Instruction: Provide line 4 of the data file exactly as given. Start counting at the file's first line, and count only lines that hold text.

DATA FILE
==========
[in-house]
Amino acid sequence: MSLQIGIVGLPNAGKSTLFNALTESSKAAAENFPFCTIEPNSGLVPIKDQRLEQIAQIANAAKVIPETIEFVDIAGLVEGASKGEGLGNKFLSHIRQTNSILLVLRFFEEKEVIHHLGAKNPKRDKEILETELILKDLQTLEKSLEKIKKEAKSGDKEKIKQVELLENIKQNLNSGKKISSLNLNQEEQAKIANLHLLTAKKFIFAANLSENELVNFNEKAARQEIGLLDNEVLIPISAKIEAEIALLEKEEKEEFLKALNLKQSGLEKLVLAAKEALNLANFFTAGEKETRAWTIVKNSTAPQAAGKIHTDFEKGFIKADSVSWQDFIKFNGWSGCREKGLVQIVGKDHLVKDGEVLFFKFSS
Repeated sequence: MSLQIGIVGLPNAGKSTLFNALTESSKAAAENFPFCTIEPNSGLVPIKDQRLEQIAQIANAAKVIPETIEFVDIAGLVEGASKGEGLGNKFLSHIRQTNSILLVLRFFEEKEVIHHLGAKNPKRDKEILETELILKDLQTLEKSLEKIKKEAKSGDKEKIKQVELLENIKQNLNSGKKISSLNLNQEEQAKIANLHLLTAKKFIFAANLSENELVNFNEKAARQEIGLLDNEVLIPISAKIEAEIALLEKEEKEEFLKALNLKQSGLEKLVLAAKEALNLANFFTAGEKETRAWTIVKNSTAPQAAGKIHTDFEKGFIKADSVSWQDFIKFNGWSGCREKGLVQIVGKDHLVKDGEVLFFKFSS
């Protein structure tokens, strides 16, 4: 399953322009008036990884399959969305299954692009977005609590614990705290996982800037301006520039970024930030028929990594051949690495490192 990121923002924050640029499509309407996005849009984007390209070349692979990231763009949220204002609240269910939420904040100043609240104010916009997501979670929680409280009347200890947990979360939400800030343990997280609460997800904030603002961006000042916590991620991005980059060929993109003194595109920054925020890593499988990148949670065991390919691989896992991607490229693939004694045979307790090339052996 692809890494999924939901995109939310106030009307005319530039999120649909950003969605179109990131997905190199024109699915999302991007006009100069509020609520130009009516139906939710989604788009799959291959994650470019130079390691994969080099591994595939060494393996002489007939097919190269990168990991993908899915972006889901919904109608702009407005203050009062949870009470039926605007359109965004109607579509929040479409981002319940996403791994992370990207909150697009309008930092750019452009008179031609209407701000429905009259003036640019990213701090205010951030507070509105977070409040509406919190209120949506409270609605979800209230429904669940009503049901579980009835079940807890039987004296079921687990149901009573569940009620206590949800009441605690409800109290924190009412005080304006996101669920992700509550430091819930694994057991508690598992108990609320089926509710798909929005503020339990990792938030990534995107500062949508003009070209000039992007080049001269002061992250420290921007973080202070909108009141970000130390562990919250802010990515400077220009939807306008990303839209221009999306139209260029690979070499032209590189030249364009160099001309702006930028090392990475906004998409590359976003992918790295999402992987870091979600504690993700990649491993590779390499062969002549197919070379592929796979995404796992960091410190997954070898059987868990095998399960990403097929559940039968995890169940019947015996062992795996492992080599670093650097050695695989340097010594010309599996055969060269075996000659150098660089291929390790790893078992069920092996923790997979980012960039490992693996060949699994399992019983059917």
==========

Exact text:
């Protein structure tokens, strides 16, 4: 399953322009008036990884399959969305299954692009977005609590614990705290996982800037301006520039970024930030028929990594051949690495490192 990121923002924050640029499509309407996005849009984007390209070349692979990231763009949220204002609240269910939420904040100043609240104010916009997501979670929680409280009347200890947990979360939400800030343990997280609460997800904030603002961006000042916590991620991005980059060929993109003194595109920054925020890593499988990148949670065991390919691989896992991607490229693939004694045979307790090339052996 692809890494999924939901995109939310106030009307005319530039999120649909950003969605179109990131997905190199024109699915999302991007006009100069509020609520130009009516139906939710989604788009799959291959994650470019130079390691994969080099591994595939060494393996002489007939097919190269990168990991993908899915972006889901919904109608702009407005203050009062949870009470039926605007359109965004109607579509929040479409981002319940996403791994992370990207909150697009309008930092750019452009008179031609209407701000429905009259003036640019990213701090205010951030507070509105977070409040509406919190209120949506409270609605979800209230429904669940009503049901579980009835079940807890039987004296079921687990149901009573569940009620206590949800009441605690409800109290924190009412005080304006996101669920992700509550430091819930694994057991508690598992108990609320089926509710798909929005503020339990990792938030990534995107500062949508003009070209000039992007080049001269002061992250420290921007973080202070909108009141970000130390562990919250802010990515400077220009939807306008990303839209221009999306139209260029690979070499032209590189030249364009160099001309702006930028090392990475906004998409590359976003992918790295999402992987870091979600504690993700990649491993590779390499062969002549197919070379592929796979995404796992960091410190997954070898059987868990095998399960990403097929559940039968995890169940019947015996062992795996492992080599670093650097050695695989340097010594010309599996055969060269075996000659150098660089291929390790790893078992069920092996923790997979980012960039490992693996060949699994399992019983059917």